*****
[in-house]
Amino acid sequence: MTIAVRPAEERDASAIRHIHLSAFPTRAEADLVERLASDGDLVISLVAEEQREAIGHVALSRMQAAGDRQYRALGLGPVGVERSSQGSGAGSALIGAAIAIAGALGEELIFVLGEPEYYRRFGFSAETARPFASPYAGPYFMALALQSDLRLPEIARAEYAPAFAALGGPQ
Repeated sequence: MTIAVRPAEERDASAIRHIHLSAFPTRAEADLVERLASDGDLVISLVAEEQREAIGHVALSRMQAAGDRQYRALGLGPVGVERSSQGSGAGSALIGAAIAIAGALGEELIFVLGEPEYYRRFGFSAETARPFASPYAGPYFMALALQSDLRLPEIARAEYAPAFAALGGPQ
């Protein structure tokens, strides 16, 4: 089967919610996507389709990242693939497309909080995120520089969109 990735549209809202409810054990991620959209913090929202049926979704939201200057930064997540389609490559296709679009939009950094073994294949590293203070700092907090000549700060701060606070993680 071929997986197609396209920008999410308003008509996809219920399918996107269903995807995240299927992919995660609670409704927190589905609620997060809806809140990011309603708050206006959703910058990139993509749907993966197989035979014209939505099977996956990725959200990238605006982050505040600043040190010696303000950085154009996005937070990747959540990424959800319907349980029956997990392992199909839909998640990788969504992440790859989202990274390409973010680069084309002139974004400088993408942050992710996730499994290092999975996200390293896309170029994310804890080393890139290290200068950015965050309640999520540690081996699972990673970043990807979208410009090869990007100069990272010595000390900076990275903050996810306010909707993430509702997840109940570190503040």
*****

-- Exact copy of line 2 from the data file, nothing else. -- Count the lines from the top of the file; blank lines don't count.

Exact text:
Amino acid sequence: MTIAVRPAEERDASAIRHIHLSAFPTRAEADLVERLASDGDLVISLVAEEQREAIGHVALSRMQAAGDRQYRALGLGPVGVERSSQGSGAGSALIGAAIAIAGALGEELIFVLGEPEYYRRFGFSAETARPFASPYAGPYFMALALQSDLRLPEIARAEYAPAFAALGGPQ